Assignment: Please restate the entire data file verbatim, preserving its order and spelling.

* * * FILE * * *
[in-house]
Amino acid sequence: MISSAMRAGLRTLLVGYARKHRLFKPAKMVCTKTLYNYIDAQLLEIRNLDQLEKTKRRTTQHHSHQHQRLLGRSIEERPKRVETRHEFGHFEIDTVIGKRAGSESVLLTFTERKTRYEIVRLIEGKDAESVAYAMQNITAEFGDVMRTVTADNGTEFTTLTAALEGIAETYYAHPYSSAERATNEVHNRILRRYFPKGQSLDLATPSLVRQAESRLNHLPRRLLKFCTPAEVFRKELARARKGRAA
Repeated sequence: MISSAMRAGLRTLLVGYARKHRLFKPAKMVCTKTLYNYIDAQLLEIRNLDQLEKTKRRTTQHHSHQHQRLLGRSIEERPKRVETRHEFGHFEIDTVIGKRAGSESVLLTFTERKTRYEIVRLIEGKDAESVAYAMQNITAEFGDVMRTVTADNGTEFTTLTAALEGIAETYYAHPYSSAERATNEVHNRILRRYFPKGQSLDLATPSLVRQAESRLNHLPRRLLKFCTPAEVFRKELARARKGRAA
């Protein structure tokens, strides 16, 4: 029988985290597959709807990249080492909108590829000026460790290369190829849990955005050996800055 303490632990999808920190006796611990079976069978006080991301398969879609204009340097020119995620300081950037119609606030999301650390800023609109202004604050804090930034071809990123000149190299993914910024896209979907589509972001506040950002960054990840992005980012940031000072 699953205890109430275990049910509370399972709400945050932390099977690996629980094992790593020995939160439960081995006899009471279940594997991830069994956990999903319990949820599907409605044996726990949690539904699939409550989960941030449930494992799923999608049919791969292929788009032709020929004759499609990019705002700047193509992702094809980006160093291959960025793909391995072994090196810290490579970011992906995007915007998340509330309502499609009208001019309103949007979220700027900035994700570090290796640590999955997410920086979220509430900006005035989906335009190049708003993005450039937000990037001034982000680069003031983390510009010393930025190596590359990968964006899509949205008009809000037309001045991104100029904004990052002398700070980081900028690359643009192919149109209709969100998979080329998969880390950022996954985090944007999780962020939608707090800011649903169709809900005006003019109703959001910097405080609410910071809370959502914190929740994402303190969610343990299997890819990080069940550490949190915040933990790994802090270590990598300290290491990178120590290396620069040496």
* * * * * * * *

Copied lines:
[in-house]
Amino acid sequence: MISSAMRAGLRTLLVGYARKHRLFKPAKMVCTKTLYNYIDAQLLEIRNLDQLEKTKRRTTQHHSHQHQRLLGRSIEERPKRVETRHEFGHFEIDTVIGKRAGSESVLLTFTERKTRYEIVRLIEGKDAESVAYAMQNITAEFGDVMRTVTADNGTEFTTLTAALEGIAETYYAHPYSSAERATNEVHNRILRRYFPKGQSLDLATPSLVRQAESRLNHLPRRLLKFCTPAEVFRKELARARKGRAA
Repeated sequence: MISSAMRAGLRTLLVGYARKHRLFKPAKMVCTKTLYNYIDAQLLEIRNLDQLEKTKRRTTQHHSHQHQRLLGRSIEERPKRVETRHEFGHFEIDTVIGKRAGSESVLLTFTERKTRYEIVRLIEGKDAESVAYAMQNITAEFGDVMRTVTADNGTEFTTLTAALEGIAETYYAHPYSSAERATNEVHNRILRRYFPKGQSLDLATPSLVRQAESRLNHLPRRLLKFCTPAEVFRKELARARKGRAA
């Protein structure tokens, strides 16, 4: 029988985290597959709807990249080492909108590829000026460790290369190829849990955005050996800055 303490632990999808920190006796611990079976069978006080991301398969879609204009340097020119995620300081950037119609606030999301650390800023609109202004604050804090930034071809990123000149190299993914910024896209979907589509972001506040950002960054990840992005980012940031000072 699953205890109430275990049910509370399972709400945050932390099977690996629980094992790593020995939160439960081995006899009471279940594997991830069994956990999903319990949820599907409605044996726990949690539904699939409550989960941030449930494992799923999608049919791969292929788009032709020929004759499609990019705002700047193509992702094809980006160093291959960025793909391995072994090196810290490579970011992906995007915007998340509330309502499609009208001019309103949007979220700027900035994700570090290796640590999955997410920086979220509430900006005035989906335009190049708003993005450039937000990037001034982000680069003031983390510009010393930025190596590359990968964006899509949205008009809000037309001045991104100029904004990052002398700070980081900028690359643009192919149109209709969100998979080329998969880390950022996954985090944007999780962020939608707090800011649903169709809900005006003019109703959001910097405080609410910071809370959502914190929740994402303190969610343990299997890819990080069940550490949190915040933990790994802090270590990598300290290491990178120590290396620069040496």